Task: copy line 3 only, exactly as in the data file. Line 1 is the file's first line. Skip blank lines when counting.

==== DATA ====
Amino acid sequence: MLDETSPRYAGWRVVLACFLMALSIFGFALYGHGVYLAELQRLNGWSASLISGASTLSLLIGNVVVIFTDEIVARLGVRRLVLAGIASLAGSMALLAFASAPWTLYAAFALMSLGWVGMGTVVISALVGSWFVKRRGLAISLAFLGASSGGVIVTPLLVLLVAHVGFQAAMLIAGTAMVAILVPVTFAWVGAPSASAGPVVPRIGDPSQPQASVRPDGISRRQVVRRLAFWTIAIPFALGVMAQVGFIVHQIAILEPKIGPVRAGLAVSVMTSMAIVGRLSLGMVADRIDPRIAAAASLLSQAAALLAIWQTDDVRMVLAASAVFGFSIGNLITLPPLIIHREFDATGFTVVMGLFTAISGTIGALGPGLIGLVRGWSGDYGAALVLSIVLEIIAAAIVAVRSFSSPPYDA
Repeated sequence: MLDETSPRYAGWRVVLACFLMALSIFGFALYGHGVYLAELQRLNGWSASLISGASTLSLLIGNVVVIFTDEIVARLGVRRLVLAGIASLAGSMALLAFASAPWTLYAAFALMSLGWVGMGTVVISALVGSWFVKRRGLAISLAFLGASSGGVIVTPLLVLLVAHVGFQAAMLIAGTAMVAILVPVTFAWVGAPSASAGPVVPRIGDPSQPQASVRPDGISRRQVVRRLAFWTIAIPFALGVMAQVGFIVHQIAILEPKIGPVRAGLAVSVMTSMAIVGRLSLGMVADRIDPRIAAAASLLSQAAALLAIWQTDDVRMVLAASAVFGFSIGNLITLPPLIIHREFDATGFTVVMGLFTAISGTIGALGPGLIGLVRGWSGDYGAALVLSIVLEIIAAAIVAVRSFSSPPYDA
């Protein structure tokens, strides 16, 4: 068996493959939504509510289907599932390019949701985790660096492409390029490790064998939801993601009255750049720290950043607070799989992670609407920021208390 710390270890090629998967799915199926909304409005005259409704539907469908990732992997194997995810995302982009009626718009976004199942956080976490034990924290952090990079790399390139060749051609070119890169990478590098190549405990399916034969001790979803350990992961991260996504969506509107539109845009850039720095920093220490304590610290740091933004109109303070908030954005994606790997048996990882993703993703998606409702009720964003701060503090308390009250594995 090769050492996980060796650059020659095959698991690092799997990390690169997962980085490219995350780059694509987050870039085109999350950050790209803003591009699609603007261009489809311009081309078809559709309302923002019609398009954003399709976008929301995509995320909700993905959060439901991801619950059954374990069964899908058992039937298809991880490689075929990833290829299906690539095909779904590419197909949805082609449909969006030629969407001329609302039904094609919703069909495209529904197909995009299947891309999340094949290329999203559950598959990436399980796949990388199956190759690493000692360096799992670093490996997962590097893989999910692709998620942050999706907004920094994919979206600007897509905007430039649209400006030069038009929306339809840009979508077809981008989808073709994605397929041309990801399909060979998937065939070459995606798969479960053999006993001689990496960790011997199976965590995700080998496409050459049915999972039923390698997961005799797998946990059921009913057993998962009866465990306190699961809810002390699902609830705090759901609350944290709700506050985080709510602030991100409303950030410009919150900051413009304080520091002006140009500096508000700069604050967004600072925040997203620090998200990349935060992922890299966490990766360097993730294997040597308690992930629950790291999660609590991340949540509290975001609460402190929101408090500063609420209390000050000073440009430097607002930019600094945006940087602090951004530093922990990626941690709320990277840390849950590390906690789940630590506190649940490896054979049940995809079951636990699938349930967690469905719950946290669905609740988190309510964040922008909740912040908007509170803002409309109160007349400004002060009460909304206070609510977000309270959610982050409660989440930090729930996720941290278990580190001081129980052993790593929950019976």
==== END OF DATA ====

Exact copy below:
């Protein structure tokens, strides 16, 4: 068996493959939504509510289907599932390019949701985790660096492409390029490790064998939801993601009255750049720290950043607070799989992670609407920021208390 710390270890090629998967799915199926909304409005005259409704539907469908990732992997194997995810995302982009009626718009976004199942956080976490034990924290952090990079790399390139060749051609070119890169990478590098190549405990399916034969001790979803350990992961991260996504969506509107539109845009850039720095920093220490304590610290740091933004109109303070908030954005994606790997048996990882993703993703998606409702009720964003701060503090308390009250594995 090769050492996980060796650059020659095959698991690092799997990390690169997962980085490219995350780059694509987050870039085109999350950050790209803003591009699609603007261009489809311009081309078809559709309302923002019609398009954003399709976008929301995509995320909700993905959060439901991801619950059954374990069964899908058992039937298809991880490689075929990833290829299906690539095909779904590419197909949805082609449909969006030629969407001329609302039904094609919703069909495209529904197909995009299947891309999340094949290329999203559950598959990436399980796949990388199956190759690493000692360096799992670093490996997962590097893989999910692709998620942050999706907004920094994919979206600007897509905007430039649209400006030069038009929306339809840009979508077809981008989808073709994605397929041309990801399909060979998937065939070459995606798969479960053999006993001689990496960790011997199976965590995700080998496409050459049915999972039923390698997961005799797998946990059921009913057993998962009866465990306190699961809810002390699902609830705090759901609350944290709700506050985080709510602030991100409303950030410009919150900051413009304080520091002006140009500096508000700069604050967004600072925040997203620090998200990349935060992922890299966490990766360097993730294997040597308690992930629950790291999660609590991340949540509290975001609460402190929101408090500063609420209390000050000073440009430097607002930019600094945006940087602090951004530093922990990626941690709320990277840390849950590390906690789940630590506190649940490896054979049940995809079951636990699938349930967690469905719950946290669905609740988190309510964040922008909740912040908007509170803002409309109160007349400004002060009460909304206070609510977000309270959610982050409660989440930090729930996720941290278990580190001081129980052993790593929950019976």